Sunday, November 8, 2009

Amrita Devi and the Bishnois of Rajasthan

In the 1705 the Maharajah sent his soldiers to cut trees for the palace. Amrita Devi hugged the tree to prevent its destruction, the soldiers decapitated her. She was followed by other women who encountered the same fate at the hand of the soldiers. Amrita Devi's action and the action of another 366 Bishnoi women, children and men was to become the most profound expression of their commitment to their beliefs and Amrita and the others are martyred by the Bishnois to this day.
The Bishnoi community have lived in the Thar desert of Rajasthan in northern India for over 500 hundred years. Jambeshwar Bhagavan created 29 principles in the 15th century, a combination of Hindu and Muslim beliefs and practices, which are maintained by the Bishnoi to this day. Among them is an adherence to the discipline of leaving all trees and animals unharmed. Remarkably, they have adapted to their harsh conditions in a way that seems to do more than sustain them, they have achieved a level of coexistence with nature that satisfies their own needs and the needs of others even during periods of drought.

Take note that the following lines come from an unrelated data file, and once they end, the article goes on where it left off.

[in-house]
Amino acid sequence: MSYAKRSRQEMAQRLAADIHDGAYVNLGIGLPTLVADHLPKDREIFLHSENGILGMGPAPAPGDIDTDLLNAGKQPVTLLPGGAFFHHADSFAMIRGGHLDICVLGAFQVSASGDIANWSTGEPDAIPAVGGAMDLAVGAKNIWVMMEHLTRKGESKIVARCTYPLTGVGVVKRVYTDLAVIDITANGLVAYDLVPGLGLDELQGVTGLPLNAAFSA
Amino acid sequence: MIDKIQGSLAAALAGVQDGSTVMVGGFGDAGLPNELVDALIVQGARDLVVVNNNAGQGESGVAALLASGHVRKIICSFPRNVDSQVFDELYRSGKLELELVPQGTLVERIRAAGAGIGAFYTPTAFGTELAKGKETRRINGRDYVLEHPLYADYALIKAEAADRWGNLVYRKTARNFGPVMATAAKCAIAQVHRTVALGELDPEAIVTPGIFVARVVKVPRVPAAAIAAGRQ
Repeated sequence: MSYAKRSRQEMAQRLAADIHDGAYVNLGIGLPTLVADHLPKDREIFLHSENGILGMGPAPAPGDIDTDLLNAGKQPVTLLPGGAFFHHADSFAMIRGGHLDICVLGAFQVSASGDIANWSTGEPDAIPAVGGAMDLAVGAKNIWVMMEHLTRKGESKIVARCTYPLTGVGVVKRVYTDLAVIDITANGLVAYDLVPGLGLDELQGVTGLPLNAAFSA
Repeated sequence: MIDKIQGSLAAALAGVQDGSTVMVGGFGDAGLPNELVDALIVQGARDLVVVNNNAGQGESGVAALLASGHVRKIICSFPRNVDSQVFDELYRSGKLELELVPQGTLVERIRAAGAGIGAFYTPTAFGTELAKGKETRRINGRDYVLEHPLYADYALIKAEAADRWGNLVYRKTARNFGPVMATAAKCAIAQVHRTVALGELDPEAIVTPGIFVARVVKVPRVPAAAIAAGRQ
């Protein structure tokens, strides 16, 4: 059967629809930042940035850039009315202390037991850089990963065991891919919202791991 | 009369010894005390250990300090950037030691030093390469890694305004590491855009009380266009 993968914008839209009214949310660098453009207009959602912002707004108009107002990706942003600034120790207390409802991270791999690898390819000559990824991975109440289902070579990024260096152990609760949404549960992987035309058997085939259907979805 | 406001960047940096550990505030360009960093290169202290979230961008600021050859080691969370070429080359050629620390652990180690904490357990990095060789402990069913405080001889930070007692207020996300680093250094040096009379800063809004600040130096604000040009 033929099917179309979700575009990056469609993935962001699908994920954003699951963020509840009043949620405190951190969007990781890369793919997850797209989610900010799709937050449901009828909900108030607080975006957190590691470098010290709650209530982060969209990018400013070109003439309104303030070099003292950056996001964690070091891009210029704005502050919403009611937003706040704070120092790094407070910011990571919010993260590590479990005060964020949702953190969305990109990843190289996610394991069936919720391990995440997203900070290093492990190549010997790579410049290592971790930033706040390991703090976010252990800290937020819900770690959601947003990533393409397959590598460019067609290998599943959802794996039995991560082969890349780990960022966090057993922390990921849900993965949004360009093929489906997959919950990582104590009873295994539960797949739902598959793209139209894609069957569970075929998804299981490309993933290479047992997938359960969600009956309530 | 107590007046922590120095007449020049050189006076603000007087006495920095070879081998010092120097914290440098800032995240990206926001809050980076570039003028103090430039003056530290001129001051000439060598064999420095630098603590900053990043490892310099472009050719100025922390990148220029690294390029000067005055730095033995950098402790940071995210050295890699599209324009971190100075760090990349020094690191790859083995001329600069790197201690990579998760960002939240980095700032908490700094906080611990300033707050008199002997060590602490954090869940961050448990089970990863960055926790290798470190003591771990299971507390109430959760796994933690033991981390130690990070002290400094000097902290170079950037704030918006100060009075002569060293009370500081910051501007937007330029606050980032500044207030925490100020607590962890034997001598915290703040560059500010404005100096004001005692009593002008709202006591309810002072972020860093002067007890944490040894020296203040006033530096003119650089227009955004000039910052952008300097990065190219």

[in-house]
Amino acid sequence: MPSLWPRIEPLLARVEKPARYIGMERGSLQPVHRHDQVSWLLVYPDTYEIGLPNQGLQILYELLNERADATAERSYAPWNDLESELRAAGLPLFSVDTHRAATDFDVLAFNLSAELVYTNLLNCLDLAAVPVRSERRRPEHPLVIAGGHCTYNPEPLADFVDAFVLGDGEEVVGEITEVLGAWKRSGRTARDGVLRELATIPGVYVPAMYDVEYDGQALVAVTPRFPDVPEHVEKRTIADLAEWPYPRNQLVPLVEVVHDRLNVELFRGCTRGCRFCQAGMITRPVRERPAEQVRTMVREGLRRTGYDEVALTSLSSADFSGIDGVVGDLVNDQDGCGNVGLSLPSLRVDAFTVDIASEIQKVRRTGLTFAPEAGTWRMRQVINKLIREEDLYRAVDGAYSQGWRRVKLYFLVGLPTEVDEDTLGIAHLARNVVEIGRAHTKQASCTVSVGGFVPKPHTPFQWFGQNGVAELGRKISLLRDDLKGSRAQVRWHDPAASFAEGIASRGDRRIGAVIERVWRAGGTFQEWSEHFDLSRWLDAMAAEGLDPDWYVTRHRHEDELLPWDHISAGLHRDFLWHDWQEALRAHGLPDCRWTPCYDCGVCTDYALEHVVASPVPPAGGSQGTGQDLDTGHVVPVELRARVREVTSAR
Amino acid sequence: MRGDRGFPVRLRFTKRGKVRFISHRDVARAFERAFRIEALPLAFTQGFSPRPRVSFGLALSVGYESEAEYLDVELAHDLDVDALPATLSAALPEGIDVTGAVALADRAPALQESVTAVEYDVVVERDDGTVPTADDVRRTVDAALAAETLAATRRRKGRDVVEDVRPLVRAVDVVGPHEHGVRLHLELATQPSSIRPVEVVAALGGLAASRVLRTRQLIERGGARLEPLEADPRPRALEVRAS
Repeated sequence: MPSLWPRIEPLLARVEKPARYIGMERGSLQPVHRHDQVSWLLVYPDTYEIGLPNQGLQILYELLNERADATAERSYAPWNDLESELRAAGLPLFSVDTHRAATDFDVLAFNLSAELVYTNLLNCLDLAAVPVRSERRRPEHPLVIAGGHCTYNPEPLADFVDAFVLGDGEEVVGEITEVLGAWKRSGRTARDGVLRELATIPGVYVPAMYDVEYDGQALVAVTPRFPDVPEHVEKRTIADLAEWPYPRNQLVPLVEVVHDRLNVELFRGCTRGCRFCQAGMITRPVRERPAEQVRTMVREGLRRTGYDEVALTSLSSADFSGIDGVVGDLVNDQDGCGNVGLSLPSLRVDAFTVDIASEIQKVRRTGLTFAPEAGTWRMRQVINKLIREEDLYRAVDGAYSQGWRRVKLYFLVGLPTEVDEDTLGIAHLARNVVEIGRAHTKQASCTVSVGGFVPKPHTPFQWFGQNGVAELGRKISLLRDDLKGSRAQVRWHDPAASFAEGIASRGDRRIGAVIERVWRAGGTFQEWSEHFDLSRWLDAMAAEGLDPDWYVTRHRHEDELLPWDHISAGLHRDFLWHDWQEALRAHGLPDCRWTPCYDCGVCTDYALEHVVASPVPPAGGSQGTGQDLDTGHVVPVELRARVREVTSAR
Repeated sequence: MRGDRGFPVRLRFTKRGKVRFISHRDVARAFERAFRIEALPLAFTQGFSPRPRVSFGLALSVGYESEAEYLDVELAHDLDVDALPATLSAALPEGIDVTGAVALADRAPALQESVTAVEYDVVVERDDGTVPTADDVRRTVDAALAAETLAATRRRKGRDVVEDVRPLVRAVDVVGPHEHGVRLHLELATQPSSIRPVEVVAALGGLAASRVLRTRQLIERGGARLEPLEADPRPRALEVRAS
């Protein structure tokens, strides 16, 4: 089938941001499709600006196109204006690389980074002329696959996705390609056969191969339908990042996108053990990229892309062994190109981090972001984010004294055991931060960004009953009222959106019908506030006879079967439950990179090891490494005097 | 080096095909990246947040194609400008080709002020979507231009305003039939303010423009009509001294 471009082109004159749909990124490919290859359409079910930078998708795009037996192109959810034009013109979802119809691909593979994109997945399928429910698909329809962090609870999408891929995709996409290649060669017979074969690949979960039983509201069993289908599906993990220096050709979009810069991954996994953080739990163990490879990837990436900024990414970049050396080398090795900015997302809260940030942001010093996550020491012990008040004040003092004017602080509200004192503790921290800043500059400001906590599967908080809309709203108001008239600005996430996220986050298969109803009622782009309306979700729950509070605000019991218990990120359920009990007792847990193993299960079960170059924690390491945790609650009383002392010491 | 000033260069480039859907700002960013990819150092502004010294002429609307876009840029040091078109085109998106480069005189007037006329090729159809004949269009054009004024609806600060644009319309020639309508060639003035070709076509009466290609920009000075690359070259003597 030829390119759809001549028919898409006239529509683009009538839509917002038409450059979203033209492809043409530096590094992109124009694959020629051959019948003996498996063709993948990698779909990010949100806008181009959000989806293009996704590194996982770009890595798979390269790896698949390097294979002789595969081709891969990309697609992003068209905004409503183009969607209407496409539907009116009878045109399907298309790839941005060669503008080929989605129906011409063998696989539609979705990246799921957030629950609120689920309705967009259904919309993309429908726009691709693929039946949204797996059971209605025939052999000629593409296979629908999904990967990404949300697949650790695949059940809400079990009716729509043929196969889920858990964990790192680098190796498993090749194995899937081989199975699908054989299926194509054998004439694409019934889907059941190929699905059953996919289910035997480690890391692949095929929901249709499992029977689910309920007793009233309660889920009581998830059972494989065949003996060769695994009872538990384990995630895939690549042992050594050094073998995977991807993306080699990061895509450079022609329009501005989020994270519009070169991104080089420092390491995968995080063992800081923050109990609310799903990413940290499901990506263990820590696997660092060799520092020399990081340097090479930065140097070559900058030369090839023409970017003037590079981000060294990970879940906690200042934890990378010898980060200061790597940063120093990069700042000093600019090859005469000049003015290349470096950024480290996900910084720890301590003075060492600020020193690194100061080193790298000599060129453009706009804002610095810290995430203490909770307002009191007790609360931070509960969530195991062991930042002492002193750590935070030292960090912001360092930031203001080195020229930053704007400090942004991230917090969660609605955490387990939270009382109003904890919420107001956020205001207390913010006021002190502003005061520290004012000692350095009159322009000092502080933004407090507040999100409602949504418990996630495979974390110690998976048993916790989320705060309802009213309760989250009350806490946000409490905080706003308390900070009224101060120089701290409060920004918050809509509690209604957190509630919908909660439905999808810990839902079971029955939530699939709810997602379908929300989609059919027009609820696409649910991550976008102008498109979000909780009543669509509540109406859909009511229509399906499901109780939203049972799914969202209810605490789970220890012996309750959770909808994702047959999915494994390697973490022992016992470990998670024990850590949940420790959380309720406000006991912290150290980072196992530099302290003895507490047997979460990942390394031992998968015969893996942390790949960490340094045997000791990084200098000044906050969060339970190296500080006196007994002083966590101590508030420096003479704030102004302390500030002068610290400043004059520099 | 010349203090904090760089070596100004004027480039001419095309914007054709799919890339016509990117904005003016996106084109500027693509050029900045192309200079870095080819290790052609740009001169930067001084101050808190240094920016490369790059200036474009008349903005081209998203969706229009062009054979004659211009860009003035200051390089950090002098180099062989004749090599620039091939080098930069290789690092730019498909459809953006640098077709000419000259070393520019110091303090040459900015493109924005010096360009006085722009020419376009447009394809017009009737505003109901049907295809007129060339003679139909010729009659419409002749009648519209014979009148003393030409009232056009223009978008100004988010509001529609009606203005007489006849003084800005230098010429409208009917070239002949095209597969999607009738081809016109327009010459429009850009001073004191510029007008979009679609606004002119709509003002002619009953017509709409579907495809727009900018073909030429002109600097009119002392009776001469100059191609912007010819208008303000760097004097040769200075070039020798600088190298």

"Any change in the world has to begin within the society. All this talk about nature and wildlife protection would be more effective if each individual was to believe in the earth as a living, breathing entity and fight for its survival the way we do."J. Ram a member of the Bishnois community

Ben Goldhirsh - Founder of Good Magazine

Ben Goldhirsh started it in 2006. It seems like it's been around much longer.
"GOOD was born out of a frustration that there was no media platform celebrating, covering, and elevating the emerging movement of individuals, businesses, and organizations pushing the world forward. The mission has evolved over time. We now see ourselves as an editorial led, member driven community, with a mission to provide content that coalesces this community, experiences that deepen the relationships within the community, and utilities that empower the community." B. Goldhirsh

Saturday, November 7, 2009

José Antonio Abreu - El Sistema